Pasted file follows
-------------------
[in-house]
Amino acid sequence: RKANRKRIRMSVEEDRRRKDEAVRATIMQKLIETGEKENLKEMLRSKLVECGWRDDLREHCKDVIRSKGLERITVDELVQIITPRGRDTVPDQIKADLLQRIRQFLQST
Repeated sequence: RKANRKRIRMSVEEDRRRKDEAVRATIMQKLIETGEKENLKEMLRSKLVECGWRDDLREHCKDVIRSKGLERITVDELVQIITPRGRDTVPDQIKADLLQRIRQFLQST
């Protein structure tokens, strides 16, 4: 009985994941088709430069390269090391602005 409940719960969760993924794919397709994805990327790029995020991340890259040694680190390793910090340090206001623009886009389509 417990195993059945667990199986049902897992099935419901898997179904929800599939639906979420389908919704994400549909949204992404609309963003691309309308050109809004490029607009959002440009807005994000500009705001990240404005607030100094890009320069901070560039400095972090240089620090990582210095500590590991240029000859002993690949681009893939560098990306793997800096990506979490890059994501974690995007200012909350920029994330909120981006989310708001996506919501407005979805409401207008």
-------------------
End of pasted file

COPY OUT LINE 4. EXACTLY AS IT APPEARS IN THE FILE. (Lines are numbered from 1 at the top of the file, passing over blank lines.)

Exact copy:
């Protein structure tokens, strides 16, 4: 009985994941088709430069390269090391602005 409940719960969760993924794919397709994805990327790029995020991340890259040694680190390793910090340090206001623009886009389509 417990195993059945667990199986049902897992099935419901898997179904929800599939639906979420389908919704994400549909949204992404609309963003691309309308050109809004490029607009959002440009807005994000500009705001990240404005607030100094890009320069901070560039400095972090240089620090990582210095500590590991240029000859002993690949681009893939560098990306793997800096990506979490890059994501974690995007200012909350920029994330909120981006989310708001996506919501407005979805409401207008």